A couple of days ago, a new company called PMV Electric based in Mumbai unveiled an electric microcar, the EaS-E (Ecofriendly And Sustainable-Electric). The car is a tandem two-seater and can in addition accommodate a child. The company is offering this vehicle at a price of Rs 4.79 lakh at the showroom for its first 10,000 vehicles and claims to have already racked up 6,000 of those even before there was an official unveiling. “PMV Electric Private Limited is a young personal mobility electric vehicle start-up, looking to revolutionise the world of everyday mobility with its right size electric car purpose built for everyday use.” The vehicle has a top speed of about 70kmph and with its nifty dimensions should be good for negotiating city traffic.
At the other end of the spectrum, about a month and a half ago, on September 30, Mercedes-Benz India rolled out the Made in India EQS 580 4MATIC luxury sedan at a price at the showroom of Rs 1.55 crore. Their order books also seem to be filling up fast. The EQS was the second electric model the company introduced this year after the EQC earlier and will soon follow it up with the EQB seven-seater.
Between these two extremes there has been a fair bit of action too. During this year so far, there have been about 10 electric vehicle rollouts, a couple of them facelifts, mostly in the luxury and premium segments of the market. But lower down the order there has been action from the Tata Group, which is the clear market leader in EVs by a country mile at the moment.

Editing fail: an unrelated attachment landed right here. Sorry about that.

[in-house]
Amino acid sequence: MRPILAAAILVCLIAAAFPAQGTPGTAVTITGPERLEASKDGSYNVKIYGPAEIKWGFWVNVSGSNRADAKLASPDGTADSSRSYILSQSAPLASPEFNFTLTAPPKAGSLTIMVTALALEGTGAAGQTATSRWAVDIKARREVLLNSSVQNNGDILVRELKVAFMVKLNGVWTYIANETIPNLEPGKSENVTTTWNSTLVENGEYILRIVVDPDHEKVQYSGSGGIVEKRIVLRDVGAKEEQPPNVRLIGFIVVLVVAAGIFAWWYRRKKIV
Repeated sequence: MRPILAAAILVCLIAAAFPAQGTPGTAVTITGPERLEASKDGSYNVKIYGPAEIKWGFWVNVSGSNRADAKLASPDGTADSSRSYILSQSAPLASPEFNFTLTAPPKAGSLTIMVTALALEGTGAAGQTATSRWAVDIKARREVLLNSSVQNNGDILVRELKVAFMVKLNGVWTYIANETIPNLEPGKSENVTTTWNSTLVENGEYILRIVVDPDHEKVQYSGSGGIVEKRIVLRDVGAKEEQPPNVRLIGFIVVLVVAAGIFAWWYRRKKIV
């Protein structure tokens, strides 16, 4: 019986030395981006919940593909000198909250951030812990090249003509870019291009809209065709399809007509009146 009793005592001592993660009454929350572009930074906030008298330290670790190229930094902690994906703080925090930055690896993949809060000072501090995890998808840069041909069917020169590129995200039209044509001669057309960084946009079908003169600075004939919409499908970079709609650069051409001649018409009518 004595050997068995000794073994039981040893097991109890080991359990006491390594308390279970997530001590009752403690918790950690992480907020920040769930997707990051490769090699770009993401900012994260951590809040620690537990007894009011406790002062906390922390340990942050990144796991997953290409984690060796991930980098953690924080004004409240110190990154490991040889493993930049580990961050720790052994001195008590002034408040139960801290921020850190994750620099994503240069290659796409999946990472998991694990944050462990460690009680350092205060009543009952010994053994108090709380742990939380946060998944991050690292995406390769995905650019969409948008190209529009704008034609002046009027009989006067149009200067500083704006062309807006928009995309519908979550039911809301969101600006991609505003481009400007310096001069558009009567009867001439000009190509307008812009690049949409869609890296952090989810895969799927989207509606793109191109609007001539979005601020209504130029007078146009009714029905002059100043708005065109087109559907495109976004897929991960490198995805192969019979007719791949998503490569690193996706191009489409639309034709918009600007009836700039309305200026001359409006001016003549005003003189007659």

What was being perceived as vehicles of the future for a while now is suddenly the current thing.So much so, that the average car buyer is at least asking whether his next purchase should be an electric although he may not be feeling confident enough about going for it just yet. In other words, the writing on the wall is quite clear — that the days of the hydrocarbon-burning, smoke emitting car are over. Question is when does one take the plunge? Has the inflexion point of the market arrived, or is it still some distance away?
Take the purchase price out of the equation and the case for electrics is compelling. Cost per kilometre works out to a little over Re 1 for an average sedan compared with a minimum of Rs 6 (in the real world) for a petrol car and about Rs 5 for a diesel. The diffidence, however, is because of a lack of clarity on a number of issues that have not been sufficiently well cleared up.
First, of course is the charging part. For those who do not have a dedicated parking spot or cannot install a charger there, trying to charge the car at a public charger if one can find it can be a dealbreaker. However, now companies already in the electricity supply business like Tata Power, as well as those in the fuel dispensing business, like Reliance Industries company Jio-BP have jumped into the fray sensing the shift and that should put the fear of getting stranded to rest.
Tata Tiago EV
The second is the range. With most people using cars for urban commutes and most cars having a range of 200km or more, that isn’t that big a worry any longer. However, the fact that the only way to get a car home should the charge die is on a flat-bed truck is still something people are trying to wrap their heads around.
The third is the resale value. People are still not sure that the car will “hold value” as they say and they will not be able to sell it. It might be alright to do that with mobile phones, but cars are still something many — illogically — consider some sort of asset, albeit a depreciating one. What is to be done if the car is still fine but the battery needs replacement? After all, even today, the battery costs 40 per cent to 50 per cent of the price of the car. So, in absence of clear answers here, many are choosing to withhold their purchase.